ImThera reports positive results of aura6000 THN sleep therapy system

3 September 2012 (Last Updated September 3rd, 2012 18:30)

ImThera Medical has reported positive results from a clinical study of its aura6000 targeted hypoglossal neurostimulation (THN) sleep therapy system, designed for the treatment of obstructive sleep apnea (OSA).

ImThera Medical has reported positive results from a clinical study of its aura6000 targeted hypoglossal neurostimulation (THN) sleep therapy system, designed for the treatment of obstructive sleep apnea (OSA).

The device includes two implantable components, a rechargeable pulse generator placed under the skin near the collarbone, as well as a multi-electrode lead placed in the upper neck to deliver mild electrical pulses to the hypoglossal nerve and stimulate multiple tongue muscles to prevent the tongue from collapsing into the upper airway during sleep.

The study, which followed 13 moderate-to-severe OSA patients implanted with the aura6000 system for at least one year, is designed to demonstrate a statistically significant improvement in the polysomnographically measured apnea-hypopnea index (AHI) and oxygen desaturation index (ODI) at three months, and to maintain that improvement at 12 months.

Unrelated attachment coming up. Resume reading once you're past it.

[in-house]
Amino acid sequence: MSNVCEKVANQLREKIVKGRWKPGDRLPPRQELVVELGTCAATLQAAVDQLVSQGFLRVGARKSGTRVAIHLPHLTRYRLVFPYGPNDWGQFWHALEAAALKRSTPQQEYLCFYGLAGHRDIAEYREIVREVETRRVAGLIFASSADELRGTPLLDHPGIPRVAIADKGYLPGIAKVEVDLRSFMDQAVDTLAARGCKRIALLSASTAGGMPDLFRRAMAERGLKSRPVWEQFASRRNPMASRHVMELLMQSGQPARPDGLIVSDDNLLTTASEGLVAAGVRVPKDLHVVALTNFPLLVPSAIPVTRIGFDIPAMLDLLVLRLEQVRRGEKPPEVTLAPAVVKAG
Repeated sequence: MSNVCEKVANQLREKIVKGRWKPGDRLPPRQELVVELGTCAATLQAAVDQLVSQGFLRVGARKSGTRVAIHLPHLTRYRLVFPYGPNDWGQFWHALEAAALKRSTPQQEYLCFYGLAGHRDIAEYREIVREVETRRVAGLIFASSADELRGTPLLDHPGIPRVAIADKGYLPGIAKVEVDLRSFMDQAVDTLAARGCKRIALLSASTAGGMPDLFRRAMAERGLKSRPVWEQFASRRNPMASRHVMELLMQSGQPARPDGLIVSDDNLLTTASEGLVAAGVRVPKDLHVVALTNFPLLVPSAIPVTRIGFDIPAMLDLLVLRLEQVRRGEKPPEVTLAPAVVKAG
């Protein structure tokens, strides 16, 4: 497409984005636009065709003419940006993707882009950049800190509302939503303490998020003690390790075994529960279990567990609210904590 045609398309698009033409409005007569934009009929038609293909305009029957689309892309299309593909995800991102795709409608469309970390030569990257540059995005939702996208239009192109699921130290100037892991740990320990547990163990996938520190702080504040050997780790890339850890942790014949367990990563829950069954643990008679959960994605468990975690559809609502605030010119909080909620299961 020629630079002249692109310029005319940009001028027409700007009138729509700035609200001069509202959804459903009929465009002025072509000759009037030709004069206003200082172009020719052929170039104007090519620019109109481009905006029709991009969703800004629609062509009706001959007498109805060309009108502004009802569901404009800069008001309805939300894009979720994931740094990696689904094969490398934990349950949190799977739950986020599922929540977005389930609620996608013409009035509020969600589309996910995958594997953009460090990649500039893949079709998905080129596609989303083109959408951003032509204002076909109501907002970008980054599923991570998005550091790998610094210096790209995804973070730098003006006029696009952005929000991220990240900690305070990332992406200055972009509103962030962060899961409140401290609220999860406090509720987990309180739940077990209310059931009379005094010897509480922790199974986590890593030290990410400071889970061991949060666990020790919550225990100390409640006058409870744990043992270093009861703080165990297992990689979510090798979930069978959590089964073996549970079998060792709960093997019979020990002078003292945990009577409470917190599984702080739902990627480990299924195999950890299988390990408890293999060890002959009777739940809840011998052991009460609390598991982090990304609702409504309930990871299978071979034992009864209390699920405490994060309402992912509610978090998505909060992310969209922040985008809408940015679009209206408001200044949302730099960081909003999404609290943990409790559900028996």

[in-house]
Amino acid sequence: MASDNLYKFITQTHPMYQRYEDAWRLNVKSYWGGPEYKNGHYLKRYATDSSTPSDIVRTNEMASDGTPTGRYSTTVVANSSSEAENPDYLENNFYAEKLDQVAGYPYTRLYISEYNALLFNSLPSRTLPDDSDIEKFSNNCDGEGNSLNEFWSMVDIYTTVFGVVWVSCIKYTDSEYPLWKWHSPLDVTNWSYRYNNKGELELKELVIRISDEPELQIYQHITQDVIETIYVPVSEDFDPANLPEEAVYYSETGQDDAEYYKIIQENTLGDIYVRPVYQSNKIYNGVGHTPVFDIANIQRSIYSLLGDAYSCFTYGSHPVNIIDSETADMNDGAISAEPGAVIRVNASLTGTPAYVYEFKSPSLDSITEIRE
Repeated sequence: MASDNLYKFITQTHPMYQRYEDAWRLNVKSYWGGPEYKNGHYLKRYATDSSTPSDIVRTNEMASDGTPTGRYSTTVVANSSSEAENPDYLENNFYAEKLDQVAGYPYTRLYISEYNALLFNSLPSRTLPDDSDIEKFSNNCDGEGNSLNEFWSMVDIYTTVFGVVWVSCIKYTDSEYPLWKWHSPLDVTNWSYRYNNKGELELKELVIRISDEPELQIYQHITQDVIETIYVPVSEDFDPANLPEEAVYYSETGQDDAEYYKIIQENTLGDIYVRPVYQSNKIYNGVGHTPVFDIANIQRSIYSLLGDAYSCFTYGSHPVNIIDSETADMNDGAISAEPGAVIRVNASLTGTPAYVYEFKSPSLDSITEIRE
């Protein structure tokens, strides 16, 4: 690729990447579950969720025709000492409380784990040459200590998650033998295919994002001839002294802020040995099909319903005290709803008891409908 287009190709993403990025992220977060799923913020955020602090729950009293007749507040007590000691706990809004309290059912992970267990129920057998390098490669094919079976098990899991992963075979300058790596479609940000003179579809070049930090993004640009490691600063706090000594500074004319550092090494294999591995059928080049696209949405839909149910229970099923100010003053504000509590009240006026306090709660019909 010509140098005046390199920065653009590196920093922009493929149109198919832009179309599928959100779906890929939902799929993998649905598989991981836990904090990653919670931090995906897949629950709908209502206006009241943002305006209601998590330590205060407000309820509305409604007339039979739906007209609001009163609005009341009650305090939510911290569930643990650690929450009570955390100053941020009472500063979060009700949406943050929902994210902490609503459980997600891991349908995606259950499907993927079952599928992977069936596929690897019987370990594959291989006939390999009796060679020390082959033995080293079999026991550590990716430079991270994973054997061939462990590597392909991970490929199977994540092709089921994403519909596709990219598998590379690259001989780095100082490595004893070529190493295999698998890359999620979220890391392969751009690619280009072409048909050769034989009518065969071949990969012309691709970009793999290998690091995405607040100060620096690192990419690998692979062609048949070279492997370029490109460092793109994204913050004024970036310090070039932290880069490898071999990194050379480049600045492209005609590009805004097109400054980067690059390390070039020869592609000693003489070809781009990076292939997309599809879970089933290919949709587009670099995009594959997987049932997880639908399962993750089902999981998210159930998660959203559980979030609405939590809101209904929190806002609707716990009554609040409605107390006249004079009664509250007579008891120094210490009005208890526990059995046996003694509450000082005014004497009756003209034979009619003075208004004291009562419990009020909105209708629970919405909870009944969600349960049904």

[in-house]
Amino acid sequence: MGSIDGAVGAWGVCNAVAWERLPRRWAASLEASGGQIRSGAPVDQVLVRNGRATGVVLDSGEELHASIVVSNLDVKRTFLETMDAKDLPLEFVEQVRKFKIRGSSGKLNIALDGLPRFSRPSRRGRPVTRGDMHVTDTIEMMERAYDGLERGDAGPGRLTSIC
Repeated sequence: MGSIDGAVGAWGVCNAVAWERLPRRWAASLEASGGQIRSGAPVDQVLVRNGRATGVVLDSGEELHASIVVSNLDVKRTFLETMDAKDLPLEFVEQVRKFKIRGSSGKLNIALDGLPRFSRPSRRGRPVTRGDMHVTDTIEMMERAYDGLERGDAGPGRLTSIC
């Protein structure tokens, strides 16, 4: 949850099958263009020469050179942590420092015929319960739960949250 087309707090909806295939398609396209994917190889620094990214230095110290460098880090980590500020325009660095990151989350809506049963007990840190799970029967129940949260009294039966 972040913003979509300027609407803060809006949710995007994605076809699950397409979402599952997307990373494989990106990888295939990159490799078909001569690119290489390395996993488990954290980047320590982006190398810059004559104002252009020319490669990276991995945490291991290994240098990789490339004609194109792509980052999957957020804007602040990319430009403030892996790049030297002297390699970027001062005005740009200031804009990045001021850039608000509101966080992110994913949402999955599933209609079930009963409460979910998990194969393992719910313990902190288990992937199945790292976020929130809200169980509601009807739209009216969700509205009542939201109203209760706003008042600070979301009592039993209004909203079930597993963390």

76% of patients (10 of 13) responded to therapy, which is defined as realising at least a 50% reduction in AHI or 50% improvement in ODI, according to the company.

The mean AHI improved from 41.5 ± 13.1 to 14.3 ± 8.8 (66% improvement) at 3 months and 13.2 ± 5.5 (68%) at 12 months, while ODI improved from 23.1 ± 10.2 to 7.6 ± 4.1 (67%) at 3 months and 7.8 ± 5.3 (66%) at 12 months.

Study principal investigator Dr Daniel Rodenstein said the therapy has the potential to be viable for a broad range of patients with OSA.

ImThera president and CEO Marcelo Lima said the positive results demonstrate a milestone for patients with moderate-to-severe OSA, who have little in the way of therapeutic options.

"We are so happy for the patients in the study, and honoured to have these historic results accepted for publication in the highly-respected European Respiratory Journal," Lima said.